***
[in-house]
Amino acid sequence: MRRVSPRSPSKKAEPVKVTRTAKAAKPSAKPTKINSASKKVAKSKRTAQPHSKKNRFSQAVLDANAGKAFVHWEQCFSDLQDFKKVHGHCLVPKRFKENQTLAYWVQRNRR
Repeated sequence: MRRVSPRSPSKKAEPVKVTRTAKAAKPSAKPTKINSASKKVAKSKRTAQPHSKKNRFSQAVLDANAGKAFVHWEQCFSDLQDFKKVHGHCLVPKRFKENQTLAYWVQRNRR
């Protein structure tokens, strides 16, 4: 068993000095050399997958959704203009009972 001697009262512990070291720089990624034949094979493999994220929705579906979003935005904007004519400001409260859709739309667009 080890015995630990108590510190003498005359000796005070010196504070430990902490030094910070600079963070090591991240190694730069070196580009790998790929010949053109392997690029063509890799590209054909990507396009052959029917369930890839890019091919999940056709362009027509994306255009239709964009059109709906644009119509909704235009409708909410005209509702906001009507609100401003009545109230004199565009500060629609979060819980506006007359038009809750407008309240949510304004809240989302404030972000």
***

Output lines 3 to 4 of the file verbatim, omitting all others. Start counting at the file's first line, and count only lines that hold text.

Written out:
Repeated sequence: MRRVSPRSPSKKAEPVKVTRTAKAAKPSAKPTKINSASKKVAKSKRTAQPHSKKNRFSQAVLDANAGKAFVHWEQCFSDLQDFKKVHGHCLVPKRFKENQTLAYWVQRNRR
């Protein structure tokens, strides 16, 4: 068993000095050399997958959704203009009972 001697009262512990070291720089990624034949094979493999994220929705579906979003935005904007004519400001409260859709739309667009 080890015995630990108590510190003498005359000796005070010196504070430990902490030094910070600079963070090591991240190694730069070196580009790998790929010949053109392997690029063509890799590209054909990507396009052959029917369930890839890019091919999940056709362009027509994306255009239709964009059109709906644009119509909704235009409708909410005209509702906001009507609100401003009545109230004199565009500060629609979060819980506006007359038009809750407008309240949510304004809240989302404030972000």